## Data + Science

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2/20/2018

Finding the Nearest Ocean Coast or any Nearest Point on a Map in Tableau

Brooke asked on Twitter if there was a way to find the nearest ocean coast for a given point on a map. I mocked up a solution for this and posted it on Twitter here. In this tutorial, I will walk through the steps of my mock up.

### How to find the nearest coastal point

**Step 1: Build the coastal points (or use any set of points with latitude and longitude)**

Any data set of points with latitude and longitude could be used, but to get the coasts for the mock up, I started with a data set of the continental United States (USA2163) in polygon format (latitude, longitude, polygon ID, Point Order). I plotted the points and filtered out the points that are not on the coast. This was pretty easy, just highlighting the Mexican and Canadian borders and the Great Lakes and then excluded them.

Once this was filtered out, I exported the data set with only those points into a new file. If you prefer to use your own file of points then all you need is latitude, longitude and some sort of Point ID.

**Step 2: Add an empty row to the data and import into Tableau**

I added an empty row to the data. This could be done by joining a single row of data up with the polygon points, but I just manually added one row before importing into Tableau. This empty row will be the point of origin on the map. I also created a new field called “Link”. The destination points should be marked as “Link” (or Destination) and the empty row is marked “origin”. If you want to set the origin point in the data, then add a field for “Origin Latitude” and “Origin Longitude” and enter that data. Otherwise, you can create these fields in Tableau or use a Parameter, which is what I did in the mock up.

The data is now ready to be import into Tableau.

**Step 3: Create parameters and calculated fields**

Parameter Name: **Origin Latitude** as a Float *(optional)*

Parameter Name: **Origin Longitude** as a Float *(optional)*

Calculated Field Name: **Origin Latitude**

Formula: **[Parameters].[Origin Latitude]**

*(this could also be hardcoded or taken from a data source)*

Calculated Field Name: **Origin Longitude**

Formula: **[Parameters].[Origin Longitude]**

*(this could also be hardcoded or taken from a data source)*

In order to calculate the closest point to the origin, we need to calculate the distance. I used the following distance formula in Tableau to calculate the distance between the origin point and all of the other points.

Calculated Field Name: **Distance**

Formula:

**3959 * ACOS(SIN(RADIANS([Origin Latitude])) * SIN(RADIANS([Latitude])) + COS(RADIANS([Origin Latitude])) * COS(RADIANS([Latitude])) * COS(RADIANS([Longitude]) – RADIANS([Origin Longitude])))**

Next, create a calculated field to get the minimum distance in the data set.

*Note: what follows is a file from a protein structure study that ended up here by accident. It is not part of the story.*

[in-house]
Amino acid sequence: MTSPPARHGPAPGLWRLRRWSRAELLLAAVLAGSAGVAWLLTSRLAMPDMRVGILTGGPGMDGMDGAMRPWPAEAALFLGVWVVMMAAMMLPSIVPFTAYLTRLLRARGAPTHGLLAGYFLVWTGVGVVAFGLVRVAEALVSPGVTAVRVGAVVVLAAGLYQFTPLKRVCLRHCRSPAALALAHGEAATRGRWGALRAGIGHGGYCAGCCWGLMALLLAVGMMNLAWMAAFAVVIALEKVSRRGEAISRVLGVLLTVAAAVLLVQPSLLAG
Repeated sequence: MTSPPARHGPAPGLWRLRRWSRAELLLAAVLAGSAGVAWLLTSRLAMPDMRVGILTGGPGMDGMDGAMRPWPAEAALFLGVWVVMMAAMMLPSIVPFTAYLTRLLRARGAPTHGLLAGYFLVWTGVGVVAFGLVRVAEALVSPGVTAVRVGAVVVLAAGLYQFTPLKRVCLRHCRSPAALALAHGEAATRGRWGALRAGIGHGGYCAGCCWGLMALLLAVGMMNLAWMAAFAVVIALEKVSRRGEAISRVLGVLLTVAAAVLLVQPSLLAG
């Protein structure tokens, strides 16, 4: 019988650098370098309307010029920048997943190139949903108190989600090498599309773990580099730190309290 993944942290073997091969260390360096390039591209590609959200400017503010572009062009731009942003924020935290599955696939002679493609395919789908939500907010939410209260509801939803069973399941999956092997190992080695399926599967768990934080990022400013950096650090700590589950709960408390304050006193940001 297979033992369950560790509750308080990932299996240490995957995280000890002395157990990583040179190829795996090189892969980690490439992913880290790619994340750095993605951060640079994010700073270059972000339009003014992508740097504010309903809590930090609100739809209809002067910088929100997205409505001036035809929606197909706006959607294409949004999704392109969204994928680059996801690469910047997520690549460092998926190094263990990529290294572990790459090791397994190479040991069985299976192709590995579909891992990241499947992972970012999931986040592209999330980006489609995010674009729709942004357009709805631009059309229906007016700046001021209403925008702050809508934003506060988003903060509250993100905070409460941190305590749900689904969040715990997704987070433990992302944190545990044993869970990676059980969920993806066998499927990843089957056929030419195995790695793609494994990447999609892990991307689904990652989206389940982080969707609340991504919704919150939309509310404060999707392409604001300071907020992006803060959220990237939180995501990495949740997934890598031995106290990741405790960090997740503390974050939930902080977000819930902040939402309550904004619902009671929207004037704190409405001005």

Calculated Field Name: **MIN Distance**

Formula: **{fixed : MIN([Distance])}**

If you are using a Parameter to change the lat/long then calculate a new set of lat/long that will adjust with the parameter for the origin point. I included additional elseif lines to populate the lat/long for the City dropdown menu.

Calculated Field Name: **New Latitude**

Formula:

**if [Link] = ‘link’ then [Latitude] else [Parameters].[Origin Latitude] END**

Calculated Field Name: **New Longitude**

Formula:

**if [Link] = ‘link’ then [Longitude] else [Parameters].[Origin Longitude] END**

Finally, create two fields for the path, **Path ID** to group the points together and **Path Order** to specify the other of the path for the line.

Calculated Field Name: **Path ID**

Formula:

**If [Distance] = [MIN Distance] then 1 elseif [Link] = ‘origin’ then 1 else NULL END**

Calculated Field Name: **Path Order**

Formula:

**If [Distance] = [MIN Distance] then 1 elseif [Link] = ‘origin’ then 2 else NULL END**

As an optional step, create a label for the distance for the origin point.

Calculated Field Name: **Label**

Formula:

**if [Link] = ‘origin’ then [MIN Distance] else NULL END**

**Step 4: Building the Viz**

Move **New Longitude** to Columns

Move **New Latitude** to Rows

Move **Point ID** to Detail *(In the coastal file I used Point Order and Sub Polygon ID)*

Move **Path ID** to Size *(Optional – This will size the origin point larger than the other points)*

You should now have a map with the points plotted. In the mock up this is all of the coastal points.

Duplicate **New Latitude** on Columns.

**On the second Marks Card:**

Remove everything from Detail

Move **Path ID** to Color

Change Mark type to Line

Move **Path Order** to Path

Move **MIN Distance** to Tooltip

Move **Label** to Label

Right-click on the duplicated **New Latitude** and select Dual Axis

Give it a try in the viz below. Select a City from the dropdown menu or enter your own latitude and longitude within the continental U.S. The viz will update, calculating and plotting the minimum distance to the nearest ocean coast. Feel free to download the Tableau Public workbook for the data and viz.

I hope you find this information useful. If you have any questions feel free to email me at Jeff@DataPlusScience.com

Jeffrey A. Shaffer

Follow on Twitter @HighVizAbility

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